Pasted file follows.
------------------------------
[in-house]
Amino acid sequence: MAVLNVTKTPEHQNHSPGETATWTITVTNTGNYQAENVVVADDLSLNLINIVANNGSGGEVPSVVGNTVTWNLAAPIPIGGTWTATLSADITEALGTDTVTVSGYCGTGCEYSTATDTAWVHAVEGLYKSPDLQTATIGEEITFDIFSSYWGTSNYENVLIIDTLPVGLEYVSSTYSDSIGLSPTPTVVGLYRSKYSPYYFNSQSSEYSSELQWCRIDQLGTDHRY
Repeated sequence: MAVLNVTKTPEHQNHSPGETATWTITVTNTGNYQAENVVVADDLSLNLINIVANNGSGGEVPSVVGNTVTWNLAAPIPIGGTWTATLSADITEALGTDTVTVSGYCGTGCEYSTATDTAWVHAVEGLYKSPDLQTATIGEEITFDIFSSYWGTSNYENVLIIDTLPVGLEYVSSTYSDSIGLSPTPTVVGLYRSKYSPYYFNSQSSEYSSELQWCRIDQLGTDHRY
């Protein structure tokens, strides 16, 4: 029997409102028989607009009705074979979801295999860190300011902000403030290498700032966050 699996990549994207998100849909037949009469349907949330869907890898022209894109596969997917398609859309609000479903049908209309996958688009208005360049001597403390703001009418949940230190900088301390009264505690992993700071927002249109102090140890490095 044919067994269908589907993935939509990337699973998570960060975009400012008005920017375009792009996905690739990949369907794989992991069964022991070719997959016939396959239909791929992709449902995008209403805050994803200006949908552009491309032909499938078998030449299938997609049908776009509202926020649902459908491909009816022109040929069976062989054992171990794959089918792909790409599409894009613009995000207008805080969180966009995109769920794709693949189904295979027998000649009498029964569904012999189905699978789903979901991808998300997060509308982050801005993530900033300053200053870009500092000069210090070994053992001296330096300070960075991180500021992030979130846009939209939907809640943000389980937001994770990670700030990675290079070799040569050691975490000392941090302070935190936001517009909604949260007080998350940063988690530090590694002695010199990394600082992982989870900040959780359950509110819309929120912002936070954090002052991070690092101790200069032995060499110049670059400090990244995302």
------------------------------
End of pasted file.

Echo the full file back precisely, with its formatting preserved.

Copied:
[in-house]
Amino acid sequence: MAVLNVTKTPEHQNHSPGETATWTITVTNTGNYQAENVVVADDLSLNLINIVANNGSGGEVPSVVGNTVTWNLAAPIPIGGTWTATLSADITEALGTDTVTVSGYCGTGCEYSTATDTAWVHAVEGLYKSPDLQTATIGEEITFDIFSSYWGTSNYENVLIIDTLPVGLEYVSSTYSDSIGLSPTPTVVGLYRSKYSPYYFNSQSSEYSSELQWCRIDQLGTDHRY
Repeated sequence: MAVLNVTKTPEHQNHSPGETATWTITVTNTGNYQAENVVVADDLSLNLINIVANNGSGGEVPSVVGNTVTWNLAAPIPIGGTWTATLSADITEALGTDTVTVSGYCGTGCEYSTATDTAWVHAVEGLYKSPDLQTATIGEEITFDIFSSYWGTSNYENVLIIDTLPVGLEYVSSTYSDSIGLSPTPTVVGLYRSKYSPYYFNSQSSEYSSELQWCRIDQLGTDHRY
């Protein structure tokens, strides 16, 4: 029997409102028989607009009705074979979801295999860190300011902000403030290498700032966050 699996990549994207998100849909037949009469349907949330869907890898022209894109596969997917398609859309609000479903049908209309996958688009208005360049001597403390703001009418949940230190900088301390009264505690992993700071927002249109102090140890490095 044919067994269908589907993935939509990337699973998570960060975009400012008005920017375009792009996905690739990949369907794989992991069964022991070719997959016939396959239909791929992709449902995008209403805050994803200006949908552009491309032909499938078998030449299938997609049908776009509202926020649902459908491909009816022109040929069976062989054992171990794959089918792909790409599409894009613009995000207008805080969180966009995109769920794709693949189904295979027998000649009498029964569904012999189905699978789903979901991808998300997060509308982050801005993530900033300053200053870009500092000069210090070994053992001296330096300070960075991180500021992030979130846009939209939907809640943000389980937001994770990670700030990675290079070799040569050691975490000392941090302070935190936001517009909604949260007080998350940063988690530090590694002695010199990394600082992982989870900040959780359950509110819309929120912002936070954090002052991070690092101790200069032995060499110049670059400090990244995302």